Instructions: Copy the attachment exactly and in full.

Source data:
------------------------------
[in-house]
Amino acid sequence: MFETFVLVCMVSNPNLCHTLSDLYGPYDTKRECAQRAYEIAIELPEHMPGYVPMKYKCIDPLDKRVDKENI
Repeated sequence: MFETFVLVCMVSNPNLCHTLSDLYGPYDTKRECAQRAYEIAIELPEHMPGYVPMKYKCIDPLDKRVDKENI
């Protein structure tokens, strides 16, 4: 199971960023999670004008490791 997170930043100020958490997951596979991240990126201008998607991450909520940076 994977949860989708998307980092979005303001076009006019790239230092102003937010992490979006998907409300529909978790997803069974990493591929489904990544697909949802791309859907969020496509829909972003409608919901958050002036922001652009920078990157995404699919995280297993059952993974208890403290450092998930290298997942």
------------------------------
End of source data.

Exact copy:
[in-house]
Amino acid sequence: MFETFVLVCMVSNPNLCHTLSDLYGPYDTKRECAQRAYEIAIELPEHMPGYVPMKYKCIDPLDKRVDKENI
Repeated sequence: MFETFVLVCMVSNPNLCHTLSDLYGPYDTKRECAQRAYEIAIELPEHMPGYVPMKYKCIDPLDKRVDKENI
């Protein structure tokens, strides 16, 4: 199971960023999670004008490791 997170930043100020958490997951596979991240990126201008998607991450909520940076 994977949860989708998307980092979005303001076009006019790239230092102003937010992490979006998907409300529909978790997803069974990493591929489904990544697909949802791309859907969020496509829909972003409608919901958050002036922001652009920078990157995404699919995280297993059952993974208890403290450092998930290298997942």